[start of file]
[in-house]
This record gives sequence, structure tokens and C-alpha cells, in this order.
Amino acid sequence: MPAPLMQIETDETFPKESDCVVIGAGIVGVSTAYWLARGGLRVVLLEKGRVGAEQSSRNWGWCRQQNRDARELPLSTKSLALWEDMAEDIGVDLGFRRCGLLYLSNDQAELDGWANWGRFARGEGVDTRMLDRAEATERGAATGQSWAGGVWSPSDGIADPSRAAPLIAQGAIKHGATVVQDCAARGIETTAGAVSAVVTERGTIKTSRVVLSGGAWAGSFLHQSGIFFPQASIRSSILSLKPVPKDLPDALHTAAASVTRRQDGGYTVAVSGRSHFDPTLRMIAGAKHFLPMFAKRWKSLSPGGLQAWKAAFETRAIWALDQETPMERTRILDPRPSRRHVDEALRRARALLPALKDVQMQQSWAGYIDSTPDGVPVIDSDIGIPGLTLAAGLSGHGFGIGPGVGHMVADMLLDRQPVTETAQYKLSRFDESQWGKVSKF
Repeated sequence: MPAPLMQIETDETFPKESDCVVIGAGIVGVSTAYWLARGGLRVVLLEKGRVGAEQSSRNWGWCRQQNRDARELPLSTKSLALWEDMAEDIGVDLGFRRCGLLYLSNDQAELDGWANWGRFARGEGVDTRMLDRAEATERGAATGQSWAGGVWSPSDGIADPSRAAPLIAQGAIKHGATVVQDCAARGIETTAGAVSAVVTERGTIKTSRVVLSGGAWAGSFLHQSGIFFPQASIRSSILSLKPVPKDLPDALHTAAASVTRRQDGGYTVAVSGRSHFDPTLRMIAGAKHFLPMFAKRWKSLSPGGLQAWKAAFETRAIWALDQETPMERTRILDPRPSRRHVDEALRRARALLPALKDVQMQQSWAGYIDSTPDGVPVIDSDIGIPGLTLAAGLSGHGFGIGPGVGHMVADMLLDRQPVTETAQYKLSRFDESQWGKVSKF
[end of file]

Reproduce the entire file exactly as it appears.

[in-house]
This record gives sequence, structure tokens and C-alpha cells, in this order.
Amino acid sequence: MPAPLMQIETDETFPKESDCVVIGAGIVGVSTAYWLARGGLRVVLLEKGRVGAEQSSRNWGWCRQQNRDARELPLSTKSLALWEDMAEDIGVDLGFRRCGLLYLSNDQAELDGWANWGRFARGEGVDTRMLDRAEATERGAATGQSWAGGVWSPSDGIADPSRAAPLIAQGAIKHGATVVQDCAARGIETTAGAVSAVVTERGTIKTSRVVLSGGAWAGSFLHQSGIFFPQASIRSSILSLKPVPKDLPDALHTAAASVTRRQDGGYTVAVSGRSHFDPTLRMIAGAKHFLPMFAKRWKSLSPGGLQAWKAAFETRAIWALDQETPMERTRILDPRPSRRHVDEALRRARALLPALKDVQMQQSWAGYIDSTPDGVPVIDSDIGIPGLTLAAGLSGHGFGIGPGVGHMVADMLLDRQPVTETAQYKLSRFDESQWGKVSKF
Repeated sequence: MPAPLMQIETDETFPKESDCVVIGAGIVGVSTAYWLARGGLRVVLLEKGRVGAEQSSRNWGWCRQQNRDARELPLSTKSLALWEDMAEDIGVDLGFRRCGLLYLSNDQAELDGWANWGRFARGEGVDTRMLDRAEATERGAATGQSWAGGVWSPSDGIADPSRAAPLIAQGAIKHGATVVQDCAARGIETTAGAVSAVVTERGTIKTSRVVLSGGAWAGSFLHQSGIFFPQASIRSSILSLKPVPKDLPDALHTAAASVTRRQDGGYTVAVSGRSHFDPTLRMIAGAKHFLPMFAKRWKSLSPGGLQAWKAAFETRAIWALDQETPMERTRILDPRPSRRHVDEALRRARALLPALKDVQMQQSWAGYIDSTPDGVPVIDSDIGIPGLTLAAGLSGHGFGIGPGVGHMVADMLLDRQPVTETAQYKLSRFDESQWGKVSKF